Oracle: ‘Public clouds built on us’

Cloud building blocks

Oracle this week claimed it had been in the public cloud game for many years, with cloud providers looking to its technology to run their services.

Sandeep Banerjie, senior director of product management at Oracle, declared nine of the top 10 service providers used Oracle technology, including Rackspace, Amazon Web services (AWS) and even long-term rival

"A lot of eyebrows went up when I said we had been working on cloud for years [but] a lot of providers have had their clouds built on us," he said, during his keynote speech at Cloud Expo.

"Our cloud strategy, whilst it has not been very well understood by people, it has been established."

Oracle announced its own public cloud services at its annual Open World conference in October last year. Featuring five services, including its Fusion CRM, HCM and Database applications in a cloud delivery model, Oracle's Public cloud is pretty late to the game when compared to its competitors.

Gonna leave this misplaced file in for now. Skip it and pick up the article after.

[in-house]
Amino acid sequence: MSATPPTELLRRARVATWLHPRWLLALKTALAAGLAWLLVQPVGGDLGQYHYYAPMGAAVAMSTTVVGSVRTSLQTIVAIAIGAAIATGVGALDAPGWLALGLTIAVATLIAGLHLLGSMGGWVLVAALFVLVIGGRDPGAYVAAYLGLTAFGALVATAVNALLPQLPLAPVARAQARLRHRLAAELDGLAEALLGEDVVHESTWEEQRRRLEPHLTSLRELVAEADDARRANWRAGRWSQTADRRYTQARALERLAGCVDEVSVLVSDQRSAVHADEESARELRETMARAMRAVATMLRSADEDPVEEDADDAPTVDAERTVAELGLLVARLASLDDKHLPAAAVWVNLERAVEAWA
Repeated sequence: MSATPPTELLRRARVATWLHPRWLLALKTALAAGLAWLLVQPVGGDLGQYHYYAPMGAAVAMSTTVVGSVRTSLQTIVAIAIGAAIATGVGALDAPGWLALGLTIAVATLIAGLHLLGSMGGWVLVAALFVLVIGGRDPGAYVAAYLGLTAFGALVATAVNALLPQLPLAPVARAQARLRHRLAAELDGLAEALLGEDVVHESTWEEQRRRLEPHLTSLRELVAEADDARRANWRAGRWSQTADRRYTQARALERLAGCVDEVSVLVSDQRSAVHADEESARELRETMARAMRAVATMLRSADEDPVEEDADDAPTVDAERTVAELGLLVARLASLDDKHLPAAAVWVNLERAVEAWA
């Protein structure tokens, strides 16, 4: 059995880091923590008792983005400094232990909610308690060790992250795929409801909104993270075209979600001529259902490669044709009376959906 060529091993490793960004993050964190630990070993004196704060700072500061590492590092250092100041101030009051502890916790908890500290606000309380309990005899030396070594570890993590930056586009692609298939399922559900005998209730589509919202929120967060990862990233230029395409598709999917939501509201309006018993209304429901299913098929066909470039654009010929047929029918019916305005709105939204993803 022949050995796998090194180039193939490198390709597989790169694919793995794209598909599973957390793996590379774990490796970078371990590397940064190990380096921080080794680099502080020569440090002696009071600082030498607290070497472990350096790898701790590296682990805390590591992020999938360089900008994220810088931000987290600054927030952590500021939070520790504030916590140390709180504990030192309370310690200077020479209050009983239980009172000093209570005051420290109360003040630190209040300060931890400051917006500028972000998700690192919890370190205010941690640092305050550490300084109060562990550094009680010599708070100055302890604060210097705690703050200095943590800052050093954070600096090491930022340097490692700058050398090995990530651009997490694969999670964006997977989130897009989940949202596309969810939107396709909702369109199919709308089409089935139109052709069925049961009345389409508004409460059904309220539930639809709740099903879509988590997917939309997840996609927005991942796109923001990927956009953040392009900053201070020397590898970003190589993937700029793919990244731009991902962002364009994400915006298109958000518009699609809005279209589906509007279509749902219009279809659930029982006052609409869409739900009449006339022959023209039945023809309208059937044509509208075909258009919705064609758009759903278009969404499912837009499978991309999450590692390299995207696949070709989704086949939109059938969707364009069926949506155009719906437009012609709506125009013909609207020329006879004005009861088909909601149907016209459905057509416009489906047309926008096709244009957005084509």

However, Banerjie told IT Pro's sister title Cloud Pro whilst it had not been precious with who used its technology, it was happy to innovate behind closed doors until it felt the time was right to launch.

"Oracle is not protective with who can build their clouds on us," he said, "but it doesn't stop us from our own innovation."

The real reason the firm got into the public cloud game, claimed Banerjie, was despite any outbursts from his CEO Larry Ellison, it was what Oracle's customers wanted.

"Customers are looking for choice, our own customers looking for choice, so we want to offer that. [As such], cloud is the roadmap," he concluded.

Jennifer Scott

Jennifer Scott is a former freelance journalist and currently political reporter for Sky News. She has a varied writing history, having started her career at Dennis Publishing, working in various roles across its business technology titles, including ITPro. Jennifer has specialised in a number of areas over the years and has produced a wealth of content for ITPro, focusing largely on data storage, networking, cloud computing, and telecommunications.

Most recently Jennifer has turned her skills to the political sphere and broadcast journalism, where she has worked for the BBC as a political reporter, before moving to Sky News.